By now the Mincome experiment is well known. In the 1970s, every resident of Dauphin, a small Manitoba town, was given the option to collect substantial cash payments without work requirements.

One of the most important, but overlooked, virtues of basic income is the absence of social stigma. The routine humiliation of the poor, an enduring feature of highly conditional social assistance systems, melts away in a universally available basic income regime. As one Dauphin participant wrote midway through the experiment, “It trusts the Canadian people and leaves a man or woman, their pride.”

In a perfect world, everyone would always have enough to eat, and would never have to go without just to make rent. In the imperfect world we live in, this isn’t the case: poverty exists, accidents happen, sudden job losses occur, and people fall ill.

As a society, we established a system of social welfare programs because we wanted to take better care of each other and ensure that everyone had access to basic needs, even during hard times. It was an effort to get a little bit closer to that perfect world.

On Monday, a new report was released by the Canadian Centre for Policy Alternatives that demonstrates the gap between where we currently are and our vision of where we’d like to be.

It seems like a marriage made in heaven. Eliminate the vast amount of food waste in our society by giving it to the poor and hungry. No more hunger. No more waste. At least that’s what advocates for food-waste-to-the-poor schemes will have us believe. Here at home, MP Ruth-Ellen Brosseau will bring her private member’s bill, C-231, Fight Against Food Waste Act, to the House of Commons for second reading today.

But this is a relationship doomed before it even begins. That’s because this bill and other initiatives like it fail to address the real root causes of hunger and food waste. In fact, by conflating and confusing these issues, it makes it harder to develop meaningful and effective strategies to address both of these growing problems.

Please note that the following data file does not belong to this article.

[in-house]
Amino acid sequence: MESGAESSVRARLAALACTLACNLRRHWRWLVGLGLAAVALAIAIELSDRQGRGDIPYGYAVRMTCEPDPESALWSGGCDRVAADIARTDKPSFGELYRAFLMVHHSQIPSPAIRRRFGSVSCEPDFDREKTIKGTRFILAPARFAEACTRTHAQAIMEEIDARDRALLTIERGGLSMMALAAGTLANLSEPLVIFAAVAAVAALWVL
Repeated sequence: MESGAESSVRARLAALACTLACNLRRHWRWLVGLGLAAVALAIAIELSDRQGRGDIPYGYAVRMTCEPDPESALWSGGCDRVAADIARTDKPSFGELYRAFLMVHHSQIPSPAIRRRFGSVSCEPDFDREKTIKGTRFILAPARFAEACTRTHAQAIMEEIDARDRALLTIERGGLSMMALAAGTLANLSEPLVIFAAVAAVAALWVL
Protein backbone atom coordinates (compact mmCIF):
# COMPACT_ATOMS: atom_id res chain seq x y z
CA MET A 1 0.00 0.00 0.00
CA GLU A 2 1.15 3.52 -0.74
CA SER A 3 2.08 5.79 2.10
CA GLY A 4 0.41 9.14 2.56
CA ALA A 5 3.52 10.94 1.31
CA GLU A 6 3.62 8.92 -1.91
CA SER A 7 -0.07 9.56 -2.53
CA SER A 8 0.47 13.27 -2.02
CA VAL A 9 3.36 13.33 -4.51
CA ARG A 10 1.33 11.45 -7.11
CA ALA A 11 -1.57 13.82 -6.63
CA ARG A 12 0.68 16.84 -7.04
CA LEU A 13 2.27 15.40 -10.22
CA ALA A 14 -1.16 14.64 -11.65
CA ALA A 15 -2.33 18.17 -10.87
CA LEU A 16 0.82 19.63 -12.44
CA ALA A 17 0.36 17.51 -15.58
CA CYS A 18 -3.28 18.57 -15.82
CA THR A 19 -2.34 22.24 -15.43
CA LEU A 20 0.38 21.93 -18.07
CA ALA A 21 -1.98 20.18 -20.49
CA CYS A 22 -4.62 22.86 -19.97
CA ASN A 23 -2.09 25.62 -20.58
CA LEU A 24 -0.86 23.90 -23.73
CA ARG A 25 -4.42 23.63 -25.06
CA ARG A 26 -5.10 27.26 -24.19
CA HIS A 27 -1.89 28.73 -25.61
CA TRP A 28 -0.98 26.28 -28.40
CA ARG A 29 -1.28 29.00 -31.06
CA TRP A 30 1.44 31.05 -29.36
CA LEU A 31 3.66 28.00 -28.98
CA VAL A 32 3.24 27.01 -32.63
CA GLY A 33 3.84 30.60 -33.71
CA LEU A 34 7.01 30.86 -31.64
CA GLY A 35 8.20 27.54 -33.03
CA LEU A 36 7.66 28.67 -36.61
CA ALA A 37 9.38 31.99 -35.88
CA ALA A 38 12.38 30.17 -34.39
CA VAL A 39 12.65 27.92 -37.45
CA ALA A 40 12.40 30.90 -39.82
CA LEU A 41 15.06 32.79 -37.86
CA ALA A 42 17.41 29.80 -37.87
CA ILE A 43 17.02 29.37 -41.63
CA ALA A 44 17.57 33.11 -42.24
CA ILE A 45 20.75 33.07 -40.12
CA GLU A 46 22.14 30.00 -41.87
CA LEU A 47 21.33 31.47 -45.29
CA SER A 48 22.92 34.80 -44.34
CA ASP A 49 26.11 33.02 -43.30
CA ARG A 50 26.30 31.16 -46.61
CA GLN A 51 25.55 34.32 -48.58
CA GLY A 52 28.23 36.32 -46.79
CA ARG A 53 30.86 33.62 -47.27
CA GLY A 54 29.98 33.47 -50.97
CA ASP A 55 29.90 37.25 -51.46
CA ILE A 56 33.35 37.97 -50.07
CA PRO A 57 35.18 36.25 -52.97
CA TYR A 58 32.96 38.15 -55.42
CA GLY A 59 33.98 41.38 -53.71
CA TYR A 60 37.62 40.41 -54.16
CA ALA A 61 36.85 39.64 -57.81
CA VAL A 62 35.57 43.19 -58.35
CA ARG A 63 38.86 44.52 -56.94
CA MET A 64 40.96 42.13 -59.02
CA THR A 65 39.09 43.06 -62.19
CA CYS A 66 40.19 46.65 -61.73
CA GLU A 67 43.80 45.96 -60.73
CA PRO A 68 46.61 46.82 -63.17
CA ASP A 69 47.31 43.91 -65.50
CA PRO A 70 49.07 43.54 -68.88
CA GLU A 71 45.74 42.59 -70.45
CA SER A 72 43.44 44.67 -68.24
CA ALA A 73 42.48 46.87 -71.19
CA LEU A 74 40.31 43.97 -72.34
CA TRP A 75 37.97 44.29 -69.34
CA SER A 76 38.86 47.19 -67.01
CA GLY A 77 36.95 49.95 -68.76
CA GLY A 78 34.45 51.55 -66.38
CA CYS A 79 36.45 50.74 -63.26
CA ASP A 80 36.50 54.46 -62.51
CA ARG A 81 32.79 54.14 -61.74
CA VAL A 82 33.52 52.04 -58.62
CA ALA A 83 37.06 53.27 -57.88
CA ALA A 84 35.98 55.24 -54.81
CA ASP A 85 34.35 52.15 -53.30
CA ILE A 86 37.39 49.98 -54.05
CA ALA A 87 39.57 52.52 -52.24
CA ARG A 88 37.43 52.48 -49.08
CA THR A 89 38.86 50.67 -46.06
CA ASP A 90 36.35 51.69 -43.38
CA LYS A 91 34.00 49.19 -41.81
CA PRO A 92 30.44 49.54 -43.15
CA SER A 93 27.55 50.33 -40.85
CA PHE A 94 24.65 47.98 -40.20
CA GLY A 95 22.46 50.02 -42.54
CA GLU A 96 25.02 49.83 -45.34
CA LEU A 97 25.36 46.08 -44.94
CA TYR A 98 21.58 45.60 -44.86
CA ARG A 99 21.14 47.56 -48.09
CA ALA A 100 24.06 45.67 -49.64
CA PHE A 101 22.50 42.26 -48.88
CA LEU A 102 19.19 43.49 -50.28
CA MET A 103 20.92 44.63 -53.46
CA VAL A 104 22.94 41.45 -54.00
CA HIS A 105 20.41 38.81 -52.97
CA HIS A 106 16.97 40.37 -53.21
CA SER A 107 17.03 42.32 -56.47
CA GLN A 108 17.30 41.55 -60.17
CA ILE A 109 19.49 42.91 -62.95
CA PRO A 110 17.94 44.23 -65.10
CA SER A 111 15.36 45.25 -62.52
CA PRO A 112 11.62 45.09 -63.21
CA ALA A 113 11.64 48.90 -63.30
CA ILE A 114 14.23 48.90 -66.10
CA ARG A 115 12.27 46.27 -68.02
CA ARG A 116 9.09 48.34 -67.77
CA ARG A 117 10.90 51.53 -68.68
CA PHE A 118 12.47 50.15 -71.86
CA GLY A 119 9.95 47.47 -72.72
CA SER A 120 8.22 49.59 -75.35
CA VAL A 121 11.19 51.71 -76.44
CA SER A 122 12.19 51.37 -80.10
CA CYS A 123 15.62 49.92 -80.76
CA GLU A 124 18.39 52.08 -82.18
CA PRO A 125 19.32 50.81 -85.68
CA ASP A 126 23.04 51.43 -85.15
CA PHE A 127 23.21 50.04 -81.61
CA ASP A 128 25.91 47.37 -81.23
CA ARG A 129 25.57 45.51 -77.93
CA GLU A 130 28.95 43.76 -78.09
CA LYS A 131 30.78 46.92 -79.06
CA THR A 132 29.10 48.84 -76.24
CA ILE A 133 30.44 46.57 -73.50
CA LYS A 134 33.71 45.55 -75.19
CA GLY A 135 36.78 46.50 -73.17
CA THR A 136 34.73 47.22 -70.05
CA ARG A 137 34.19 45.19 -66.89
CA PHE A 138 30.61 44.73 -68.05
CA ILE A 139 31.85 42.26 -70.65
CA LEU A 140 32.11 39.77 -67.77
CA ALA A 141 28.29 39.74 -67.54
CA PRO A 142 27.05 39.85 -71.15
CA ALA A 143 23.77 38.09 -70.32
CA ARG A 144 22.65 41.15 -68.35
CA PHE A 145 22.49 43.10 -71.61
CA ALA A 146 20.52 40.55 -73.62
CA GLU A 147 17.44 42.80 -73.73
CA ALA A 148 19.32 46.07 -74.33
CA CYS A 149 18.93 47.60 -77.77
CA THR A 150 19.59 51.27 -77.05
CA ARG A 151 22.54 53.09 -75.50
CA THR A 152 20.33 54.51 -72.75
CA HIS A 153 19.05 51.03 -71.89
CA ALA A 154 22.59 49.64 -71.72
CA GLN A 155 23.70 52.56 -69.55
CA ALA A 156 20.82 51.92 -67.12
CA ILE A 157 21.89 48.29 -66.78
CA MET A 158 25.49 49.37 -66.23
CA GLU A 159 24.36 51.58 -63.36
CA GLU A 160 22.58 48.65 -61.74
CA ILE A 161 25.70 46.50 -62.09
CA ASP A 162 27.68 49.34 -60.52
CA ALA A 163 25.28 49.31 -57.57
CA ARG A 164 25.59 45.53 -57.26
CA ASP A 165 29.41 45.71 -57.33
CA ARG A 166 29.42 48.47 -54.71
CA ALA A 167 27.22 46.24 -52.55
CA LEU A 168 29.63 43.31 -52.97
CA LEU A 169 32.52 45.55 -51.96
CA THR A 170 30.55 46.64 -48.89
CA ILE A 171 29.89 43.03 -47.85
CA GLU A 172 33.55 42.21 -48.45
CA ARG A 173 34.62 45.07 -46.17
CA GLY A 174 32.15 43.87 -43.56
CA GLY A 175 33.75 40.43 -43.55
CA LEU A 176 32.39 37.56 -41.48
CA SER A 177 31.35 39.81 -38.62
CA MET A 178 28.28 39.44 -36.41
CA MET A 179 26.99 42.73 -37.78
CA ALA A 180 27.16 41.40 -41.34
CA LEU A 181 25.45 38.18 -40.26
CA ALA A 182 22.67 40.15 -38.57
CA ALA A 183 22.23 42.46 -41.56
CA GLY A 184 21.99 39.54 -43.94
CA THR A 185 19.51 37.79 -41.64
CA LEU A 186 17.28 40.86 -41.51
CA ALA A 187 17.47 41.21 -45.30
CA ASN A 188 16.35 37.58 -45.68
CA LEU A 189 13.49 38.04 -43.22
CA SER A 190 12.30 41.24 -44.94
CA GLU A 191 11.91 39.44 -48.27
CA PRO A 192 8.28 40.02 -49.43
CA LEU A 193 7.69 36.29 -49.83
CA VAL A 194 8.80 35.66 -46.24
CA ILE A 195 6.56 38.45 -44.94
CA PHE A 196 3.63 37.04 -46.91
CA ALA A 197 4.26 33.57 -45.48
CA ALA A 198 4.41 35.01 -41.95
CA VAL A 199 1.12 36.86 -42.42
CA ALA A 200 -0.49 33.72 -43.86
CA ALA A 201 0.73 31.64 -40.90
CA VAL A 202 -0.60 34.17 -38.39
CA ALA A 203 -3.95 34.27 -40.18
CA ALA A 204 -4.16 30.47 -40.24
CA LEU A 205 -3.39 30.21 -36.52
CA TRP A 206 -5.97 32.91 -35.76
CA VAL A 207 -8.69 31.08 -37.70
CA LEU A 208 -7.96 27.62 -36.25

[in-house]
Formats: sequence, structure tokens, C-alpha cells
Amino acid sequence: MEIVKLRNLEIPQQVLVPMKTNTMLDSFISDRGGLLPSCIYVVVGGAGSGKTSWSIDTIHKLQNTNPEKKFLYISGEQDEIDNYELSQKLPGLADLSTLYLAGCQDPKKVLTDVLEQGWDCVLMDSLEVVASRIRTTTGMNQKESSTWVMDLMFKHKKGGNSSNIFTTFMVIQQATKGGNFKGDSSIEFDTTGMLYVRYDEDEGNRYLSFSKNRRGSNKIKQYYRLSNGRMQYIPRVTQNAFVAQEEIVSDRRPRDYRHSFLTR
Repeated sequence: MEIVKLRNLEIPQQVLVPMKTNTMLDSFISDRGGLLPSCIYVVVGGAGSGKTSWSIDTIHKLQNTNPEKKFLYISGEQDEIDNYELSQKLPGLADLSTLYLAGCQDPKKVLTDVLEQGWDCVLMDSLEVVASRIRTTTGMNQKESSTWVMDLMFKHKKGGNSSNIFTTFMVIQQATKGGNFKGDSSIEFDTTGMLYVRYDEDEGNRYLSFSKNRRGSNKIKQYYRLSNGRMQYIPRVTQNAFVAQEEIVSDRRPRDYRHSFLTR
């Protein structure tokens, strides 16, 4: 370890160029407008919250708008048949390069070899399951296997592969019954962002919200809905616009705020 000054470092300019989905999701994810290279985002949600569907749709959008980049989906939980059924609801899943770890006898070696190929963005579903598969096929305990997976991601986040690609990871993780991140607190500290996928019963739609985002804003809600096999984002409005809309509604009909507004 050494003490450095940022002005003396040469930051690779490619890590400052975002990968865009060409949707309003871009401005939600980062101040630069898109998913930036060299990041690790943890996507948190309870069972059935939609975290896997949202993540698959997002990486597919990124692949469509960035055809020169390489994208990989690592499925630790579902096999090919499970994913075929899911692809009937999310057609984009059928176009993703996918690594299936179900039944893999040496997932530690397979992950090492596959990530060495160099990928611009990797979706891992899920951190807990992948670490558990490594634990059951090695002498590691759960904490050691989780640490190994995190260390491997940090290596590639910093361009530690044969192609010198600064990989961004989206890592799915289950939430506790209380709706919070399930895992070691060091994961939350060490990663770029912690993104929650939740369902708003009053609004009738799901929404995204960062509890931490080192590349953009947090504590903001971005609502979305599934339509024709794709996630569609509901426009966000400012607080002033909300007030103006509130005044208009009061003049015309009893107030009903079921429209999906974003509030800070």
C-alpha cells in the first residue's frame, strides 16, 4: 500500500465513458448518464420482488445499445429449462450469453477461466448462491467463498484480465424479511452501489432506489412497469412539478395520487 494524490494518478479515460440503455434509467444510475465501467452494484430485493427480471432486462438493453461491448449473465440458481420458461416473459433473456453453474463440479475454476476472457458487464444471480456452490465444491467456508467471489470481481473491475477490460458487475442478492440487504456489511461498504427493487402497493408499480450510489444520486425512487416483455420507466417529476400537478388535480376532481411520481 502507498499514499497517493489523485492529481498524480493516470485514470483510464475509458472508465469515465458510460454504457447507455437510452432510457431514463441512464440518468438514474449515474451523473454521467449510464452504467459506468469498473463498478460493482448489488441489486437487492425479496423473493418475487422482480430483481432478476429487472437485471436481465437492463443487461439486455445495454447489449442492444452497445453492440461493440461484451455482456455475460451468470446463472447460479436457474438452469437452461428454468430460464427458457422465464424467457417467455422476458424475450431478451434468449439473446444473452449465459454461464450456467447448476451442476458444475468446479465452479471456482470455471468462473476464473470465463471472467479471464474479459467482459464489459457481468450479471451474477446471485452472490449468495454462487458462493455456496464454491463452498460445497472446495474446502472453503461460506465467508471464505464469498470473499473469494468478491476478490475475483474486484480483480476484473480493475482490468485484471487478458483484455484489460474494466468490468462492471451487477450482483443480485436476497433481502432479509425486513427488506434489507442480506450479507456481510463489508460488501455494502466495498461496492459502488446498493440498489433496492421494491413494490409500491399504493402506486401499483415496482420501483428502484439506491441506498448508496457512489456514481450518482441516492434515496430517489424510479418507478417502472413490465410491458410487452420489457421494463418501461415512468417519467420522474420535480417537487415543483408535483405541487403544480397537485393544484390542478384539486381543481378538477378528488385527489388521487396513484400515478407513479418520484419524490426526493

Simply put, food waste will never be able to address hunger because hunger isn’t about a lack of food. It’s about a lack of income. People are food insecure because they can’t afford to eat.

The Toronto Star featured Pauline Bryant and Tracy Mead, leaders of the Put Food in the Budget campaign in this story on Ontario’s Social Assistance Poverty Gap (see here). The analysis by the Canadian Center for Policy Alternatives says the poverty gap has jumped by almost 200% since 1993.

When asked by the Toronto Star about the Basic Income pilot Pauline said “We can’t wait another ten years for pilot projects.” In response to the same question Tracy said “If they are really serious about a basic income they have to increase welfare rates first, you have to have a reasonable floor to build on.”

On Monday night Pauline and Tracy challenged Premier Wynne in person at a community meeting where she was talking about ‘social justice policy’. Pauline interrupted Premier Wynne to give her a copy of our report ‘Food Banks Are Not Enough’ and to tell her that Wynne has to raise the rates and put food in the budget in order to live up to her promise to be the social justice premier. (See Pauline video here).

We also told the audience that Premier Wynne is misleading them about the priority her government gives to poverty reduction by pointing out that social assistance rate increases have been less than inflation every year the Liberals have been in government, including Wynne’s term. We also told the audience that Kathleen Wynne is proposing reforms to campaign donations that would see limits on donations be indexed to increase with inflation! (see here) while social assistance rates are not indexed to inflation. We asked Wynne repeatedly in front of the audience of 100 why she did not index rates to inflation and she consistently deflected the question.

“Whether you are single, a single parent, or a family with children, if you qualify for social assistance in Ontario, you fall below the poverty line,” says economist Kaylie Tiessen. “The gap is starkest for singles on Ontario Works and is dramatically worse than 20 years ago.”

If the province is serious about fighting poverty, it should raise welfare rates as well as tax credits such as the Trillium Benefit, a monthly payment to all low-income people that provides relief for sales tax, property tax and energy costs, she says.

“Both are necessary,” she says. “One would be investing to ensure that people are receiving enough money to get by regardless of their employment status. And another would be to improve the social assistance rate structure.”